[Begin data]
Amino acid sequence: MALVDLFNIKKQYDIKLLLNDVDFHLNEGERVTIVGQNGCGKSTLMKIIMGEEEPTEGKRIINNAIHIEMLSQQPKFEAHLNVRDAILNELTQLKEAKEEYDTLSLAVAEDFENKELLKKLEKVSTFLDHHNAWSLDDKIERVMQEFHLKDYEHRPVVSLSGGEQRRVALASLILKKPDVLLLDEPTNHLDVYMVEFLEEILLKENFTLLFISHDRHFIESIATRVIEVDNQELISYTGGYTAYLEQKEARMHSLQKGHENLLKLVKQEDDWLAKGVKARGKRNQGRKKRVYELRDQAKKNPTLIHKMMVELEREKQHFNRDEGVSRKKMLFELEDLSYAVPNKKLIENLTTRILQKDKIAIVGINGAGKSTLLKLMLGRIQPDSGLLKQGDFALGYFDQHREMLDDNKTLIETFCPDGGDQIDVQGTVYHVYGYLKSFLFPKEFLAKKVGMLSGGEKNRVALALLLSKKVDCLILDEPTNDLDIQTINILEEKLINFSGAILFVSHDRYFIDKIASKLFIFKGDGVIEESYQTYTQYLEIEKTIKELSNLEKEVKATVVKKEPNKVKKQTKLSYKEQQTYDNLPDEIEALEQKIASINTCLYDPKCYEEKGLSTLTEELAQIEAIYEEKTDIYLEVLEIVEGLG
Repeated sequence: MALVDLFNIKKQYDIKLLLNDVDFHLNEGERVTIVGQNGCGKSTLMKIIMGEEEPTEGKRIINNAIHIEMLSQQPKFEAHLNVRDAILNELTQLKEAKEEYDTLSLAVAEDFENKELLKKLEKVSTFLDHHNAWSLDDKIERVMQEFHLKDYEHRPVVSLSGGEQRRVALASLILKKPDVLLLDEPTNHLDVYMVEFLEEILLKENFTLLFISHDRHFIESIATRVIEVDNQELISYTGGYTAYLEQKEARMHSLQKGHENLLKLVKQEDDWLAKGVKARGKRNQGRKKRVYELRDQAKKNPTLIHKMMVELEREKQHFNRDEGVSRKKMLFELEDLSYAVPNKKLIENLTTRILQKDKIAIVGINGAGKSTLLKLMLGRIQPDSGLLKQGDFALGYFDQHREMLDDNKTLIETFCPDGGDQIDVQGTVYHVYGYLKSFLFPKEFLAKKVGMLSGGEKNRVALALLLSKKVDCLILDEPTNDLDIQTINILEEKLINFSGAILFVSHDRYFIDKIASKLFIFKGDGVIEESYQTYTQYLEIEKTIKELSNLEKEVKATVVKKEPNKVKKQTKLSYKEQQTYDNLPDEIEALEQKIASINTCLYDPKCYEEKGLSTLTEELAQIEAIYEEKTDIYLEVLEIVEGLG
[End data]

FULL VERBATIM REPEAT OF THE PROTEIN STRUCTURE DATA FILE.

Amino acid sequence: MALVDLFNIKKQYDIKLLLNDVDFHLNEGERVTIVGQNGCGKSTLMKIIMGEEEPTEGKRIINNAIHIEMLSQQPKFEAHLNVRDAILNELTQLKEAKEEYDTLSLAVAEDFENKELLKKLEKVSTFLDHHNAWSLDDKIERVMQEFHLKDYEHRPVVSLSGGEQRRVALASLILKKPDVLLLDEPTNHLDVYMVEFLEEILLKENFTLLFISHDRHFIESIATRVIEVDNQELISYTGGYTAYLEQKEARMHSLQKGHENLLKLVKQEDDWLAKGVKARGKRNQGRKKRVYELRDQAKKNPTLIHKMMVELEREKQHFNRDEGVSRKKMLFELEDLSYAVPNKKLIENLTTRILQKDKIAIVGINGAGKSTLLKLMLGRIQPDSGLLKQGDFALGYFDQHREMLDDNKTLIETFCPDGGDQIDVQGTVYHVYGYLKSFLFPKEFLAKKVGMLSGGEKNRVALALLLSKKVDCLILDEPTNDLDIQTINILEEKLINFSGAILFVSHDRYFIDKIASKLFIFKGDGVIEESYQTYTQYLEIEKTIKELSNLEKEVKATVVKKEPNKVKKQTKLSYKEQQTYDNLPDEIEALEQKIASINTCLYDPKCYEEKGLSTLTEELAQIEAIYEEKTDIYLEVLEIVEGLG
Repeated sequence: MALVDLFNIKKQYDIKLLLNDVDFHLNEGERVTIVGQNGCGKSTLMKIIMGEEEPTEGKRIINNAIHIEMLSQQPKFEAHLNVRDAILNELTQLKEAKEEYDTLSLAVAEDFENKELLKKLEKVSTFLDHHNAWSLDDKIERVMQEFHLKDYEHRPVVSLSGGEQRRVALASLILKKPDVLLLDEPTNHLDVYMVEFLEEILLKENFTLLFISHDRHFIESIATRVIEVDNQELISYTGGYTAYLEQKEARMHSLQKGHENLLKLVKQEDDWLAKGVKARGKRNQGRKKRVYELRDQAKKNPTLIHKMMVELEREKQHFNRDEGVSRKKMLFELEDLSYAVPNKKLIENLTTRILQKDKIAIVGINGAGKSTLLKLMLGRIQPDSGLLKQGDFALGYFDQHREMLDDNKTLIETFCPDGGDQIDVQGTVYHVYGYLKSFLFPKEFLAKKVGMLSGGEKNRVALALLLSKKVDCLILDEPTNDLDIQTINILEEKLINFSGAILFVSHDRYFIDKIASKLFIFKGDGVIEESYQTYTQYLEIEKTIKELSNLEKEVKATVVKKEPNKVKKQTKLSYKEQQTYDNLPDEIEALEQKIASINTCLYDPKCYEEKGLSTLTEELAQIEAIYEEKTDIYLEVLEIVEGLG